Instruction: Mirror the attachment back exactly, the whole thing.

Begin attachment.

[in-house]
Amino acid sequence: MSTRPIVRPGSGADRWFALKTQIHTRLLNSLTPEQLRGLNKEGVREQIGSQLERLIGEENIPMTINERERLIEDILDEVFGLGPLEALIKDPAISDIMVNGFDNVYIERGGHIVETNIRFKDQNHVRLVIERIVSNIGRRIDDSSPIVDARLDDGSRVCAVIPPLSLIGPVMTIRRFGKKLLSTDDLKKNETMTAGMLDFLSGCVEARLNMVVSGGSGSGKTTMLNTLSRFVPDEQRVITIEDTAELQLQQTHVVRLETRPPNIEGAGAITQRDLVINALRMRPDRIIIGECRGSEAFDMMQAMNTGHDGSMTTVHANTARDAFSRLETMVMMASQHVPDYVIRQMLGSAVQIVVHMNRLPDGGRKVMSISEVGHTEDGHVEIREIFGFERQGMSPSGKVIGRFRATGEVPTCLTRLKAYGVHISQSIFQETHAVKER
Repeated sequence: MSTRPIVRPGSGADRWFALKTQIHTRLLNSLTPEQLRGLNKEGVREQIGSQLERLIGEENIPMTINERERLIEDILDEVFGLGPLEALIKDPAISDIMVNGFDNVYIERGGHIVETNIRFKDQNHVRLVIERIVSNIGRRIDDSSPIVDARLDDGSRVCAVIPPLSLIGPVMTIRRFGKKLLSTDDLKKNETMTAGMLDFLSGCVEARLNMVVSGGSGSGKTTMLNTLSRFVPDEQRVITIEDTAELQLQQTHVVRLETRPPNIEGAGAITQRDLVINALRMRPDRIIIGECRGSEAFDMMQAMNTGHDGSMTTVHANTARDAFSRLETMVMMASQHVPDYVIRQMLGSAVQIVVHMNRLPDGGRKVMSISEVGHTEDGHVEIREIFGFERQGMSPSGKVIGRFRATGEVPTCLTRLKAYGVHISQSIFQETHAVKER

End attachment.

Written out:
[in-house]
Amino acid sequence: MSTRPIVRPGSGADRWFALKTQIHTRLLNSLTPEQLRGLNKEGVREQIGSQLERLIGEENIPMTINERERLIEDILDEVFGLGPLEALIKDPAISDIMVNGFDNVYIERGGHIVETNIRFKDQNHVRLVIERIVSNIGRRIDDSSPIVDARLDDGSRVCAVIPPLSLIGPVMTIRRFGKKLLSTDDLKKNETMTAGMLDFLSGCVEARLNMVVSGGSGSGKTTMLNTLSRFVPDEQRVITIEDTAELQLQQTHVVRLETRPPNIEGAGAITQRDLVINALRMRPDRIIIGECRGSEAFDMMQAMNTGHDGSMTTVHANTARDAFSRLETMVMMASQHVPDYVIRQMLGSAVQIVVHMNRLPDGGRKVMSISEVGHTEDGHVEIREIFGFERQGMSPSGKVIGRFRATGEVPTCLTRLKAYGVHISQSIFQETHAVKER
Repeated sequence: MSTRPIVRPGSGADRWFALKTQIHTRLLNSLTPEQLRGLNKEGVREQIGSQLERLIGEENIPMTINERERLIEDILDEVFGLGPLEALIKDPAISDIMVNGFDNVYIERGGHIVETNIRFKDQNHVRLVIERIVSNIGRRIDDSSPIVDARLDDGSRVCAVIPPLSLIGPVMTIRRFGKKLLSTDDLKKNETMTAGMLDFLSGCVEARLNMVVSGGSGSGKTTMLNTLSRFVPDEQRVITIEDTAELQLQQTHVVRLETRPPNIEGAGAITQRDLVINALRMRPDRIIIGECRGSEAFDMMQAMNTGHDGSMTTVHANTARDAFSRLETMVMMASQHVPDYVIRQMLGSAVQIVVHMNRLPDGGRKVMSISEVGHTEDGHVEIREIFGFERQGMSPSGKVIGRFRATGEVPTCLTRLKAYGVHISQSIFQETHAVKER